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university of tampere: faculty of social sciences: research: tcups - tampere research group for cultural and political sociology: research projects:
Faculty of Social SciencesTCuPS School of Social Sciences and Humanities University of Tampere
TCuPS - Tampere Research Group for Cultural and Political Sociology

The Moderns: A Study on the Governmentality of World Society

Site of research: School of Social Sciences and Humanities, University of Tampere

Project director: Academy Professor Pertti Alasuutari

Sponsor: Academy of Finland

Duration: 2009 - 2013

Researchers:

M.Sci Elina Mikola

Ph.D. Ali Qadir

M.Sci Jukka Syväterä

M.Sci Laura Valkeasuo

 

Project Brief 

Stemming from the Enlightenment, it has been common to conceive of society as a systemic whole that follows its own laws and complex dynamics, and in which more or less local transformations lead to evident social change (Alasuutari 2011). Recently, the emergence and popularity of the concept of globalization in the social sciences has meant a shift from a temporal toward a spatial metaphor in the way in which social change on a global scale is commonly conceptualized.

Globalization is often described as the “compression of the world and the intensification of the consciousness of the world as a whole” (Robertson 1992: 8). The globalization perspective has meant that social change is now often conceived as a consequence of a global spread of capital, people and ideas, and of increasing mutual interdependence caused by different kinds of cross-border flows. Such a perspective helps to better conceptualize social change on a global scale, wherein countries look more and more similar and change more and more similarly. One major approach to globalization, neoinstitutionalist world society theory, has analysed growing global isomorphism as being founded on world cultural models or scripts that are “enacted” by culturally constituted actors (Lechner 2009, Meyer 2007, Meyer et al. 1997, Meyer et al. 2009).

However, this perspective does not explain a simultaneous observation of the persistence of local consciousness, or “banal nationalism” (Billig 1995). According to these observations, various “flaggings” lead to nations being perceived as given, unique cultural and political entities following their own developmental paths, thus reinforcing the “national order of things” (Malkki 1995).

The aim of this project is to work toward a more complete understanding of the dynamics of global social change for the “modern” world. Building from constructionist ideas of modern society and inspired by Michel Foucault’s notion of “governmentality” (Foucault 1991, Lipschutz and Rowe 2005, Merlingen 2003), the project draws on the basic tools offered by neoinstitutionalist world society theory and previous research by the team (Alasuutari and Rasimus 2009, Rautalin and Alasuutari 2007). Increasingly, research under the project develops and utilizes the notion of domestication (Alasuutari 2009) to trace how global  trends are domesticated and coupled with banal nationalism. Domestication of global trends, it is found, often begins with cross-national comparisons and proceeds to domestic actors engaged in local field struggles, after which the models are naturalised as national. A wide range of geographical and thematic studies under the research projects explores this complex global-cum-domestic process of social change. More information on individual research studies can be found in the section “People”.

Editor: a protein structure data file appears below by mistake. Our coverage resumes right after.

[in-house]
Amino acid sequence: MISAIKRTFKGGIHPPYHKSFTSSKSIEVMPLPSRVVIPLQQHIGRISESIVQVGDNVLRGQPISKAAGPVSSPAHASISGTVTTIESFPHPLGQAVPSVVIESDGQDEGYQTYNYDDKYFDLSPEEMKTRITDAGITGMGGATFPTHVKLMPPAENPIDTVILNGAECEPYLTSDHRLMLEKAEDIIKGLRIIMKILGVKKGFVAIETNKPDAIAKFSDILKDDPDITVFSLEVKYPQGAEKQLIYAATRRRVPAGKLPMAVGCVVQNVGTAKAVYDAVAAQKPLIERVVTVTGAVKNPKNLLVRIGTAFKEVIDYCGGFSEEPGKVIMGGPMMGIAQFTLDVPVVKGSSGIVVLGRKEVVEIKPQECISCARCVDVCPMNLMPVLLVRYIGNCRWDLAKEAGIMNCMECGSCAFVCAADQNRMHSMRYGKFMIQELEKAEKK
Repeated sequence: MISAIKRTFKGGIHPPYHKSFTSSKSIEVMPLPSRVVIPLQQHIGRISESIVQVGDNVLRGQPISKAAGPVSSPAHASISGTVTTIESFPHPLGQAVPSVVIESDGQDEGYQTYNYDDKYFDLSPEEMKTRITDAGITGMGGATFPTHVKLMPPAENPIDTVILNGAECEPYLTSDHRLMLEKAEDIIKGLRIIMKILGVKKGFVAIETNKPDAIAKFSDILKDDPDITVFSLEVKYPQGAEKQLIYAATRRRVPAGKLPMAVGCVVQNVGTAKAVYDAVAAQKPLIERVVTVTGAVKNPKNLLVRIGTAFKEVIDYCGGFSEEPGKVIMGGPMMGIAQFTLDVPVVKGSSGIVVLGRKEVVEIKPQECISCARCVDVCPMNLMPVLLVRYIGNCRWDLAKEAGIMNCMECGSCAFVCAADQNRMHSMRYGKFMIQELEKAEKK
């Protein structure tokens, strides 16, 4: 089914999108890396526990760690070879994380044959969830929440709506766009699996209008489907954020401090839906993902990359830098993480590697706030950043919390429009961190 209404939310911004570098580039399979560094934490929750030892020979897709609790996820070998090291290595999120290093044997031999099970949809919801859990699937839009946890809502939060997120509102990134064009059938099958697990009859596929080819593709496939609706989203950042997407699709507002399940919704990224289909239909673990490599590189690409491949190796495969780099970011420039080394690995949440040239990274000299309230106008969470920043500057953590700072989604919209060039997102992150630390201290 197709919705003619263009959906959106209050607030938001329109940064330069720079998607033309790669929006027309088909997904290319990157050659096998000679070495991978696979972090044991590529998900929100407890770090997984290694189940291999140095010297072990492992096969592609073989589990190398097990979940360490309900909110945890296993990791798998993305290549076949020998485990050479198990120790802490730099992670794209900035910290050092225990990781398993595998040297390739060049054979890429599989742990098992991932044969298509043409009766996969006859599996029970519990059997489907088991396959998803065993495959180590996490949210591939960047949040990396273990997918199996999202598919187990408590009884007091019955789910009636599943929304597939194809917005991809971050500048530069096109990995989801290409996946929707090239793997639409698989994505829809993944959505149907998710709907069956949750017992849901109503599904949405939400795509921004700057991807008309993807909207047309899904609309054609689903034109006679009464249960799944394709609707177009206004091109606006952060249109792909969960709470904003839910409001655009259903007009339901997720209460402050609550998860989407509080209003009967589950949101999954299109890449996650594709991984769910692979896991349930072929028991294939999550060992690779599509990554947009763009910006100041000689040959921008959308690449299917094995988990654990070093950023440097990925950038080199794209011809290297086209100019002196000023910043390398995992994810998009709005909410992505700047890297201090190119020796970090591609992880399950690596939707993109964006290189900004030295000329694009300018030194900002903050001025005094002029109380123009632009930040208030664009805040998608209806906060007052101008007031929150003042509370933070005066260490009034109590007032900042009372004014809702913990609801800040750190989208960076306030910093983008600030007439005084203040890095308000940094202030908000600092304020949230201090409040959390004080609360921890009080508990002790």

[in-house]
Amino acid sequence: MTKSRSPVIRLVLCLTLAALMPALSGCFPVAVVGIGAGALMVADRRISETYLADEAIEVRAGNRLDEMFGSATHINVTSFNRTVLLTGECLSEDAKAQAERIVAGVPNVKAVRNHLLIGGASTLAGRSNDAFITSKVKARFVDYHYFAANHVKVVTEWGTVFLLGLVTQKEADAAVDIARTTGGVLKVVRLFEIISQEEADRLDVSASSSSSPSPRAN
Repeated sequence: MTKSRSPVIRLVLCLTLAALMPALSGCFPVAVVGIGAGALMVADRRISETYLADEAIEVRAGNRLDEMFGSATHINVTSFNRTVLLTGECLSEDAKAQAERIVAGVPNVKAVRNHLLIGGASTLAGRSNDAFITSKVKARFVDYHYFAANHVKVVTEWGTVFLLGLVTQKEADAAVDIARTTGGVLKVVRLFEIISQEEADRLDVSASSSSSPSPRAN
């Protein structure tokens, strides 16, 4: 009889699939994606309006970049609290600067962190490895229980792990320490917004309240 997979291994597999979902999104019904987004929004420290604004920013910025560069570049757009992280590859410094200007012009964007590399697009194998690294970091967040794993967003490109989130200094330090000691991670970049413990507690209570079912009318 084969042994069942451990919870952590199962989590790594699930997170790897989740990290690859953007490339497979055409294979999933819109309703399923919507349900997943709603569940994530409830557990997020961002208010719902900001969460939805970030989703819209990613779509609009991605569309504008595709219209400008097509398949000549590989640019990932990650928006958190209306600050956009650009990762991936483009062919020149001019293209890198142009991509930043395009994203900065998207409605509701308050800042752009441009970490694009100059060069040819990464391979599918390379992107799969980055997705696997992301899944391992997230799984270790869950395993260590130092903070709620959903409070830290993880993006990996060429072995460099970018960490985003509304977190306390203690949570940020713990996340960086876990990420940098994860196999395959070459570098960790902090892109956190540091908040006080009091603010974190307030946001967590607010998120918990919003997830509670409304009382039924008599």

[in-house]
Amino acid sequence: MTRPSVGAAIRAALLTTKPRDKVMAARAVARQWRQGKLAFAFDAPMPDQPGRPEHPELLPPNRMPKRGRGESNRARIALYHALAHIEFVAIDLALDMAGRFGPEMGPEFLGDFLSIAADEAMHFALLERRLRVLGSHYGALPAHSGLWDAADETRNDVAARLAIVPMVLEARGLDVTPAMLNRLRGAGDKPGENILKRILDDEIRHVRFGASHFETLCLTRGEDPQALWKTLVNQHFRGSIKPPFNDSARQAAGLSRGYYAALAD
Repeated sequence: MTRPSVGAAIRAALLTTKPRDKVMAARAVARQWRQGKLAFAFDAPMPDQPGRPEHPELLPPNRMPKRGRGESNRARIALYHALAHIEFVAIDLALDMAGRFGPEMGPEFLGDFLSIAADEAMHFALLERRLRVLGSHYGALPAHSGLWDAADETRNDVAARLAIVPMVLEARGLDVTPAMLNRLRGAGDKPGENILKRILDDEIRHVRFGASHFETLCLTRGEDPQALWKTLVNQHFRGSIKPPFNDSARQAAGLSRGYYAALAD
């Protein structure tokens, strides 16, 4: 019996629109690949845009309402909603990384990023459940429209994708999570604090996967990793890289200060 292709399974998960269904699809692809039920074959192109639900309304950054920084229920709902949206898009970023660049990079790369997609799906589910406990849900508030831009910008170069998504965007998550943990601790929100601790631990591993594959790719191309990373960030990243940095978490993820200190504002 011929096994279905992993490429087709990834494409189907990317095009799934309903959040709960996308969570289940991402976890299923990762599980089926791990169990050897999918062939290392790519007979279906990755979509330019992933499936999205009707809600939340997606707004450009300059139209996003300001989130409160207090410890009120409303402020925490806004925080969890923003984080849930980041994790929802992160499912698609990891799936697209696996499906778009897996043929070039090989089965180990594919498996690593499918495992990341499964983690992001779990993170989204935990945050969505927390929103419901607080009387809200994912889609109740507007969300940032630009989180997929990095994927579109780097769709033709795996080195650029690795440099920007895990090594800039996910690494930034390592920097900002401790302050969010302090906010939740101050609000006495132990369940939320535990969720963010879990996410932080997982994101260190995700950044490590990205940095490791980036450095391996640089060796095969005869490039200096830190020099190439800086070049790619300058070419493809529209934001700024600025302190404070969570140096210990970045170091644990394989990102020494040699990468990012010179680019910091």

References

Alasuutari, Pertti (2009) "The Domestication of Worldwide Policy Models." Ethnologia Europea 39(1): 66-71.

--- (2011) "Modernization as a tacit concept used in governance." Journal of Political Power 4(2): 19.

Alasuutari, Pertti and Ari Rasimus (2009) "Use of the OECD in Justifying Policy Reforms: The Case of Finland." Journal of Power 2(1): 89–109.

Billig, Michael (1995) Banal Nationalism. London: Sage.

Foucault, Michel (1991) "Governmentality." Pp. 87-104 in The Foucault Effect: Studies in Governmentality, edited by Graham Burchell, Charles Gordon and Peter Miller. Chicago: University of Chicago Press.

Lechner, Frank J. (2009) Globalization: The Making of World Society. Malden: Wiley-Blackwell.

Lipschutz, Ronnie D. and James K. Rowe (2005) Globalization, Governmentality and Global Politics: Regulation for the Rest of Us? London: Routledge.

Malkki, Liisa H. (1995) "Refugees and Exile: From "Refugee Studies" to the National Order of Things." Annual Review of Anthropology 24: 495-523.

Merlingen, Michael (2003) "Governmentality: Towards a Foucauldian Framework for the Study of IGOs." Cooperation & Conflict 38(4): 361-84.

Meyer, John W. (2007) "Globalization: Theory and Trends." International Journal of Comparative Sociology 48(4): 261-73.

Meyer, John W., John Boli, George M. Thomas and Francisco O. Ramirez (1997) "World Society and the Nation-State." American Journal of Sociology 103(1): 144-81.

Meyer, John W., Georg Krücken and Gili S. Drori (eds.) (2009) World Society: The Writings of John W. Meyer. Oxford: Oxford University Press.

Rautalin, Marjaana and Pertti Alasuutari (2007) "The Curse of Success: The Impact of the OECD PISA Study on the Discourses of the Teaching Profession in Finland." European Educational Research Journal 7(4): 349-64.

Robertson, Roland (1992) Globalization: Social Theory and Global Culture. London: Sage.

 
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tel. +358 (0)3 355 111
Maintained by: ali.qadir@uta.fi
Last update: 8.12.2012 17.25 Muokkaa

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+358 3 355 111
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